Published on

Created by Mr. T. Bonnar

Published in: Education, News & Politics
1 Like
  • Be the first to comment

No Downloads
Total views
On SlideShare
From Embeds
Number of Embeds
Embeds 0
No embeds

No notes for slide


  1. 1. NapoleonBonaparte(1769-1821)
  2. 2. Napoleon’s Early Days Napoleon was born in Corsica (a Frenchterritory) in August 1769. His family belonged to the high social class He was sent to military academy in France Napoleon graduated in 1785, at the age of 16,and joined the artillery as a second lieutenant. During the French Revolution he served theRevolutionary Army.
  3. 3. “I am no ordinary man.” Napoleon rose quickly in the army duringthe revolution because so many officersfled France. In 1793, Napoleon commanded the Frenchtroops that ousted the British from Toulon.By age 27, Napoleon was a general.
  4. 4. The Directory It can be argued that the FrenchRevolution ended in 1795. A new constitution established a newgovernment known as the Directory. TheDirectory included an elected legislatureand an executive branch with fivedirectors.
  5. 5. The younggeneral soonreceived commandof a French armyfor an invasion ofItaly. He won severalbrilliant victoriesover the Austrianswho ruled there. Napoleon’ssuccesses forcedAustria to withdrawfrom the war in1797.
  6. 6.  In 1798, Napoleon invadedEgypt because it was avital lifeline to Britishoutposts in India.Napoleon quickly defeatedthe Egyptian army.However, the British fleet,under Admiral HoratioNelson, destroyed theFrench fleet in the battle ofthe Nile. Horatio Nelson (1758-1805)
  7. 7.  Leaving the army in Egypt, Napoleonreturned to Paris. The French peoplewere not fully aware of the losses inEgypt, and they welcomed him as a hero. In Paris, Napoleon found that manypeople were dissatisfied with theDirectory. With the help of troops loyal tohim, he and two directors overthrew thegovernment in November, 1799.
  8. 8. Napoleon as “First Consul” After returning from Egypt,Napoleon launched asuccessful coup d’ etat onNovember 9, 1799. He proclaimed himself “FirstConsul” [Julius Caesar’s title]and did away with the electedAssembly. In 1802, he made himself sole“Consul for Life.” Two years later he proclaimedhimself “Emperor.”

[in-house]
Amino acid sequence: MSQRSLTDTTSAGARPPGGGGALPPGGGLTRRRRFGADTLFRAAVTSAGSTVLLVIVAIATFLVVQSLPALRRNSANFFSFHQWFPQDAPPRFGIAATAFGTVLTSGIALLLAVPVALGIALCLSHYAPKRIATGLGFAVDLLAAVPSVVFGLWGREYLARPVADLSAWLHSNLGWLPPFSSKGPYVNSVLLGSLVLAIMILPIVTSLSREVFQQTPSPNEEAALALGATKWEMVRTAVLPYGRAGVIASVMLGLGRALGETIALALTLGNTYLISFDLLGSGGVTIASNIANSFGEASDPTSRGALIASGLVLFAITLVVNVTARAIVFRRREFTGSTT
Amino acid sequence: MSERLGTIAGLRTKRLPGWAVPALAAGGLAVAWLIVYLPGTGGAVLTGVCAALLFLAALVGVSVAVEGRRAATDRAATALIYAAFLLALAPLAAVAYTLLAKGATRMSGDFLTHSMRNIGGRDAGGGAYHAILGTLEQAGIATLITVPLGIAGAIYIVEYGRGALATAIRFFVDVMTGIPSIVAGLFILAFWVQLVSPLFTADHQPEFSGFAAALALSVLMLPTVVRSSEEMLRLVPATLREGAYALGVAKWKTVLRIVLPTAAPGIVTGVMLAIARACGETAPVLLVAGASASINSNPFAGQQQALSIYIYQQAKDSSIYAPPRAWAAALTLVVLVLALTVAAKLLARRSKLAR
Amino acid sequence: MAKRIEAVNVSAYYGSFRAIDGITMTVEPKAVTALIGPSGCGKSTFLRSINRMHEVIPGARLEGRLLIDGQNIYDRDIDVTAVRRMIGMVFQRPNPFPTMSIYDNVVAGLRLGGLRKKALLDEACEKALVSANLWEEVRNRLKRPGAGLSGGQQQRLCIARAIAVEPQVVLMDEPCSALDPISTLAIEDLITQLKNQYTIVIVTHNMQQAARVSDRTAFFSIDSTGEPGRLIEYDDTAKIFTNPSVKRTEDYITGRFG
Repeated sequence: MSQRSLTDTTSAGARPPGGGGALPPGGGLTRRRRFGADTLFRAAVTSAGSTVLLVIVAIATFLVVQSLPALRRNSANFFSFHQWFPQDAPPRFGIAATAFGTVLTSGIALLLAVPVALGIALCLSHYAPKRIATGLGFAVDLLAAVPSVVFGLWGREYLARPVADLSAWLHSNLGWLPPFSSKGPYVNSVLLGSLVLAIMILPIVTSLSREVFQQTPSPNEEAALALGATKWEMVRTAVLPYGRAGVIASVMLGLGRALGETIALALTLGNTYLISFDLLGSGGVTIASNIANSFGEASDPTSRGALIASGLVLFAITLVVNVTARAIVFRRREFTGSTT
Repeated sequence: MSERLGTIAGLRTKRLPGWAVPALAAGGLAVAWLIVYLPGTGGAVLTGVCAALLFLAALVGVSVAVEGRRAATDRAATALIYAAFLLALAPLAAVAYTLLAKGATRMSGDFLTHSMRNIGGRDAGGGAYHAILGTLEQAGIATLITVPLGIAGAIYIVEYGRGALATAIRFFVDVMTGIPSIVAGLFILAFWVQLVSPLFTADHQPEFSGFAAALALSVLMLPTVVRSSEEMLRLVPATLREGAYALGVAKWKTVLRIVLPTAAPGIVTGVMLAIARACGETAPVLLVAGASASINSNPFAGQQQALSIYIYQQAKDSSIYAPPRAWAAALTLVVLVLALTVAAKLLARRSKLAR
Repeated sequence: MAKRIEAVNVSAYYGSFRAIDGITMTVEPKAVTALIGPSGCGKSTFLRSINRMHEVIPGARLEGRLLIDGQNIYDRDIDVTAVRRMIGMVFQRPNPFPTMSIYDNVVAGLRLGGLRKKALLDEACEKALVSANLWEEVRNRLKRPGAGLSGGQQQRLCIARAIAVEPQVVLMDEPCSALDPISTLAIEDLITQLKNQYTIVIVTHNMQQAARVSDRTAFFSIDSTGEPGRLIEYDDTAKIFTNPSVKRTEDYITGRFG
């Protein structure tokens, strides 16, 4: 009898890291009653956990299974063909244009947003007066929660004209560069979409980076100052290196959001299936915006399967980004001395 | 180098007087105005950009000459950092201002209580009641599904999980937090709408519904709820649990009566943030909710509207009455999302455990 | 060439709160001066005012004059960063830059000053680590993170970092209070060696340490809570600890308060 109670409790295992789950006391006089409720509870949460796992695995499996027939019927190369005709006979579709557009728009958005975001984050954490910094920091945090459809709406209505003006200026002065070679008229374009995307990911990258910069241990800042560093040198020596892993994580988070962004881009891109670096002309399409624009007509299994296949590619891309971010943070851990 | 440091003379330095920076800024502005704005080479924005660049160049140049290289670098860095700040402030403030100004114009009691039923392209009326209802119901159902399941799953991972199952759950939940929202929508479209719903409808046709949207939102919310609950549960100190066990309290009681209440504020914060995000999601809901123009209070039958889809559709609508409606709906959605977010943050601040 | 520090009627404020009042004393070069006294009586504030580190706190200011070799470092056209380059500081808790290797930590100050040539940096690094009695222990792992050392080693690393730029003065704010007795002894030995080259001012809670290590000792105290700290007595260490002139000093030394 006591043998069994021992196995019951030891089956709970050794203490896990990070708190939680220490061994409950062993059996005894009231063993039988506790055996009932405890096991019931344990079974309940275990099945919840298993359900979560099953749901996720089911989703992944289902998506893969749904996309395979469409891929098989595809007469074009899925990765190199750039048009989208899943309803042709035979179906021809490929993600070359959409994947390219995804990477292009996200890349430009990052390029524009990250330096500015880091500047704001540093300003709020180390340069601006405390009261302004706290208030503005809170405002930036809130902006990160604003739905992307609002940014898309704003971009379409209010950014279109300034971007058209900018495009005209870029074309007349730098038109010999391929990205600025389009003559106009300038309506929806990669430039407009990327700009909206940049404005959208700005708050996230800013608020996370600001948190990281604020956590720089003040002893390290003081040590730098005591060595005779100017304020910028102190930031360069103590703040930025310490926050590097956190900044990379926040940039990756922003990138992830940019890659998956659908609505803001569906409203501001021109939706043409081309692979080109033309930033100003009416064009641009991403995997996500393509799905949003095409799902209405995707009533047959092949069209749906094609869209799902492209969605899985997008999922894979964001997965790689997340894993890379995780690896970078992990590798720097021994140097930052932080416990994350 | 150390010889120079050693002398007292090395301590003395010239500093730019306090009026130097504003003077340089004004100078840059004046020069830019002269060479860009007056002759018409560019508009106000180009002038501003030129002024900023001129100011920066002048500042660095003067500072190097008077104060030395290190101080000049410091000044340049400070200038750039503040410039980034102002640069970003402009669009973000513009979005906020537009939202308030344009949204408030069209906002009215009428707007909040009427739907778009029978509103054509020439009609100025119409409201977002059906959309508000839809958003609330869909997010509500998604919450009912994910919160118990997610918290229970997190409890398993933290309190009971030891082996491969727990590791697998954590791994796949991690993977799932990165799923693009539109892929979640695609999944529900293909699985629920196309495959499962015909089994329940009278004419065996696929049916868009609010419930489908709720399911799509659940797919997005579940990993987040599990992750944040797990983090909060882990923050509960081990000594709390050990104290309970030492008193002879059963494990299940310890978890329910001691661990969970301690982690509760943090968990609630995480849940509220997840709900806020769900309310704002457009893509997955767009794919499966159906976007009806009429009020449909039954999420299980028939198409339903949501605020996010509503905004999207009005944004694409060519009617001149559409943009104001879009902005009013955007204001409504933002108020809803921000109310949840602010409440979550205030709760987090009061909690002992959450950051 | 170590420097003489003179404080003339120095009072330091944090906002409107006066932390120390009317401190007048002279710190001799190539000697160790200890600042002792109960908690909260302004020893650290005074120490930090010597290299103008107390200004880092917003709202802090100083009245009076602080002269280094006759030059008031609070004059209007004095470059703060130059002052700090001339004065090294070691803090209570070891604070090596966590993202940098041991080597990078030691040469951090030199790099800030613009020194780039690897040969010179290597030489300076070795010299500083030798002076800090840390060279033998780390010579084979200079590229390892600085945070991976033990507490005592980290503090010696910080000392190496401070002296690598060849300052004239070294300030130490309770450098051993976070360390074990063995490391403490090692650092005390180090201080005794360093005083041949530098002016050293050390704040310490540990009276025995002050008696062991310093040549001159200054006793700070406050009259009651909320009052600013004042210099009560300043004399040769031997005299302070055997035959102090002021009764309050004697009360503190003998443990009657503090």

9. 9. Europe in 1800
  10. 10. Napoleon’s Domestic Policy By 1804, Napoleon had gained almostabsolute power. He knew the Frenchwould never stand for a return to the OldRegime. Therefore, he continued manyreforms of the revolution. But at the same time, he kept firmpersonal control of the government.
  11. 11. Napoleon Established theBanque de France, 1800Napoleon enforced a law requiring all citizens to paytaxes. He also created the national Bank of France,in which the tax money was deposited. The Bank, inturn, issued money and made loans to businesses.
  12. 12. Lycée System of Education Established by Napoleon in 1801 as an educational reform. Lycées initially enrolled the nation’s most talented students [theyhad to pay tuition, although there was some financial help availablefor poorer student]. Lycées trained the nation’s future bureaucrats.
  13. 13. Code Napoleon, 1804 It divides civil law into: Personal status. Property. The acquisition ofproperty. Its purpose was to reform theFrench legal code to reflect theprinciples of the Fr. Revolution. Create one law code for France.
  14. 14. The Napoleonic Code Napoleon’s greatest achievement in governmentwas the Napoleonic Code, which influencedFrench law to the present. It recognized that all men were equal before thelaw and guaranteed freedom of religion as wellas a person’s right to work in any occupation. However, it put the interests of the state abovethose of individual citizens and it dropped lawspassed during the revolution that had protectedthe rights of women and children.
  15. 15. TheInfluenceof theNapoleonicCodeWherever it was implemented [in the conquered territories], theCode Napoleon swept away feudal property relations.